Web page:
Much of the book is about the controversy of the Bank of the United States, but I never felt like Schlesinger gave us the proper context to understand the real debates here. It's clear Schlesinger thought Jackson and the "hard money" crowd were in the right, but I'm still not 100% sure why. This episode, like mu
...more
Aaron Million
Unless you are studying the pre-Civil War period of our country, I would not suggest reading this book. Light reading it is not! It is a dense read, revolving around the Jacksonian democratic philosophy accentuated by Andrew Jackson. Schlesinger focuses much more on theoretical arguments of agrarianism/Jeffersonian principles and how they interact with Jackson's more hard-money, pro labor philosophy that espoused state rights - but only to a certain extent. He also talks about the decline and ul ...more
Jack T
Apr 10, 2019 rated it really liked it
I chose this book because I love History, American History, World History, whatever kind of History you name it I am on board. I love history because of learning about what our ancestors and past figures have done to create and progress the world, our country, and our lives. I had recently started to learn about Andrew Jackson when choosing what new book to read and this book caught my eye. My teacher told me he had a fascinating life and there is so much he could talk about for his life and dec ...more
Leonard Nakamura
Feb 20, 2017 rated it really liked it
Writing in 1945, Schlesinger wrote this book to honor the Democratic Party of Jackson and van Buren for extending the democratic franchise and strengthening the role of government. Jackson can be seen as a populist strong man who fostered white supremacy and racism. And his election was viewed by the elites of the time as a catastrophe.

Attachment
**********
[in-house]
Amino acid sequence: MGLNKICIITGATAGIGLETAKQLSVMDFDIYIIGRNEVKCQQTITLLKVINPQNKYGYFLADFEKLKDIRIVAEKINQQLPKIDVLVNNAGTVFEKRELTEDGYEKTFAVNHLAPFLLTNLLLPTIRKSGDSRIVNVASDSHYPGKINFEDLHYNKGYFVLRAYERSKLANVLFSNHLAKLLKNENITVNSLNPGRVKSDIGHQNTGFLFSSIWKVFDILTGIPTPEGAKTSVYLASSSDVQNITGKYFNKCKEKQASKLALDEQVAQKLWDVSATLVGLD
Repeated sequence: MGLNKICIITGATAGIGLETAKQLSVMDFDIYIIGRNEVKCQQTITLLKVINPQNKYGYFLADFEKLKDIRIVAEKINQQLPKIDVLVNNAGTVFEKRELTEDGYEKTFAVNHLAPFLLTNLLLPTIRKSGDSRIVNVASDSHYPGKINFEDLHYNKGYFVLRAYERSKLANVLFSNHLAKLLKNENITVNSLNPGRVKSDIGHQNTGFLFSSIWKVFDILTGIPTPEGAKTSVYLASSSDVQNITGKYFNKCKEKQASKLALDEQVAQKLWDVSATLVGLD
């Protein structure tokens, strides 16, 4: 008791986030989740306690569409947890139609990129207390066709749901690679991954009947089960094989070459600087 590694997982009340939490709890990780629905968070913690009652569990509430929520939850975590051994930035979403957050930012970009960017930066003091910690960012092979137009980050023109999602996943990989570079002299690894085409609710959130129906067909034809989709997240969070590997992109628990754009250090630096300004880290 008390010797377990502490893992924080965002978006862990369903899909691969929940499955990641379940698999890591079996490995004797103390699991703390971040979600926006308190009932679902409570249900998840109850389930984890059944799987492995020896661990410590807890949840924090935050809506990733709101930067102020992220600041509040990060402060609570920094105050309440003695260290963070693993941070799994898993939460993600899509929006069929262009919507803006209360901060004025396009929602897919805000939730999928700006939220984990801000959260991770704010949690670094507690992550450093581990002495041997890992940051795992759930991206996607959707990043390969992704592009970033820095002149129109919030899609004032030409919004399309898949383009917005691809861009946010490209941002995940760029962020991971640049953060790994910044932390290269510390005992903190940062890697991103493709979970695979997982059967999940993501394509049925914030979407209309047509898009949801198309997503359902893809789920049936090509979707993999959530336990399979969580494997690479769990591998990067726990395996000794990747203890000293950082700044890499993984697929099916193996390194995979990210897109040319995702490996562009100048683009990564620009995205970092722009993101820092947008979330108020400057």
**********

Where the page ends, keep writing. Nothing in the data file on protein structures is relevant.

But Jacksonian politics supported universal manhood suffrage, turning decisively away from restricting voting to property holders. It put the lie to the Whig bel
...more
Robert Shaw
The Age of Jackson is a novel documenting the massive populist movement that begins because of Andrew Jackson. The book descriptively explains every issue and event that occurs during the time right before this era, the actual presidency of Jackson, and the populist era that occurs after Jackson’s presidency.
The first part of the book is about the early stages of America after the ratification of the Constitution. This section talks mostly about the federalist vs. anti-federalist debate. The ne
...more
Steve
Sep 23, 2013 rated it liked it